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Bryan Cranston

Bryan: Acting isn't safe. You do it partly because it's dangerous. If you can be happy doing something else... do that. You should only dedicate a life in the arts if you feel you have to. If your art burns inside you, yielding, unquestionable.
Bryan: I wanted to be a professional baseball player until I realized that I brought a new meaning to the word "mediocre."
Bryan: I don't want to say it's not important to win an Emmy, because it is. Would it be important to me personally to win? It would be wonderful; I would be delighted. Is it important for an actor's career? I would say yes. I've got a whole mantel just waiting for those awards to come, a whole big mantel. There's just so much available space. I've got the light fixtures hanging from the ceiling, all ready to shine on them. I dust it off every day.
(2011, on if he's experimented with drugs as his "Breaking Bad" character has)
Bryan: Never meth, but I've had several drug experiences. Pot always just made me sleepy. As a teenager, I had friends who ­wanted to get high and go to concerts. But if I smoked a joint, I would pass out before the first song. As I've gotten older I don't even like drinking, anymore. I had a big birthday not long ago, double nickels, and the metabolism of your body changes when you get to this age. Interestingly, it's the exact opposite problem I had with pot. If I have more than just one glass of wine with dinner, I'll wake up in the middle of the night, not to pee but because of the sugars in the wine. Then I'm not well-rested and the rest of the day is ruined. It's just not worth it.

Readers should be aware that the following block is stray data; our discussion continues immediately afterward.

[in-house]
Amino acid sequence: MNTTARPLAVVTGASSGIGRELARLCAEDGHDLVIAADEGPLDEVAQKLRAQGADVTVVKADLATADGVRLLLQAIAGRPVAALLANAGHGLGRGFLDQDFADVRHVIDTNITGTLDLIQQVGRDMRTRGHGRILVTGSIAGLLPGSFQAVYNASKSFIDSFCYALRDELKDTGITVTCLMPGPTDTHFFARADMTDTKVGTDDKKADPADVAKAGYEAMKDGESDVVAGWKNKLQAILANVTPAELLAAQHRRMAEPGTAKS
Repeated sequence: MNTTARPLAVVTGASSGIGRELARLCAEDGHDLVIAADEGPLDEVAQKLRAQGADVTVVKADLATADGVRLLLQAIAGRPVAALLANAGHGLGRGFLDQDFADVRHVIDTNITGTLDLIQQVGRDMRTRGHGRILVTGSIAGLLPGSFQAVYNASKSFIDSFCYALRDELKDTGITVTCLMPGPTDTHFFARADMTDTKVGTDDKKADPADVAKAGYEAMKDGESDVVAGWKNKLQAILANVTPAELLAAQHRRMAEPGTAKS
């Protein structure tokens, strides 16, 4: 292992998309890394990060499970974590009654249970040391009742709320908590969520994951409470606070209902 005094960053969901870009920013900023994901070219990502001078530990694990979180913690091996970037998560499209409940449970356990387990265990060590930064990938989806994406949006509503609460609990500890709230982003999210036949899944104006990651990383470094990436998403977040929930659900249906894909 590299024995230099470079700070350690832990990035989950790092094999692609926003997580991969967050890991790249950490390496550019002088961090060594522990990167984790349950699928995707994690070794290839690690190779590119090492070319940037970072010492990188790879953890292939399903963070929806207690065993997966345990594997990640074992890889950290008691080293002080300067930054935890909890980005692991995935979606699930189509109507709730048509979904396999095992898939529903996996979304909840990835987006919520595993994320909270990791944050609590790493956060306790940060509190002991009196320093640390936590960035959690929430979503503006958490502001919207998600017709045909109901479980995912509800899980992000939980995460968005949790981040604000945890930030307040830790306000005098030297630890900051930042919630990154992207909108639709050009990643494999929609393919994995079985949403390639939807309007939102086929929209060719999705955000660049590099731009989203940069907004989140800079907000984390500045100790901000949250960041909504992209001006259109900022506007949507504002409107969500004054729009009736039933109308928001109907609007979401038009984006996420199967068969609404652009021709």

Bryan: We have a DEA chemist on the seu of 'Breaking Bad.' He taught us how to make methamphetamine, which is a very detailed process. I still have my notes. I didn't want to learn about the back-­alley process. I wanted to know how to make it perfectly, the absolute purest meth, and what equipment and chemicals to use, because that's what my character does. So if I had to, I could make more than just meth; I could make really, really good meth. It has created a very healthy sideline for me if this acting thing ever stops working.
Bryan: I don't need to work, but I love to work and I will make the movie if I would want to go and see it. But if I hear about a story that you could do in a sketch - and a lot of films should be just sketches - then I am not interested in it. I think too many movies attempt to stretch a very small idea. They will make something about a kid trying to lose his virginity while going to college. It's like, 'Really, there is a whole movie about that? You are asking me to spend almost two hours to see some kid trying to get his rocks off?'
Bryan: My face, in repose, is mean. I scare people. You know how some people have a built-in smile? I look like I'm going to eat children.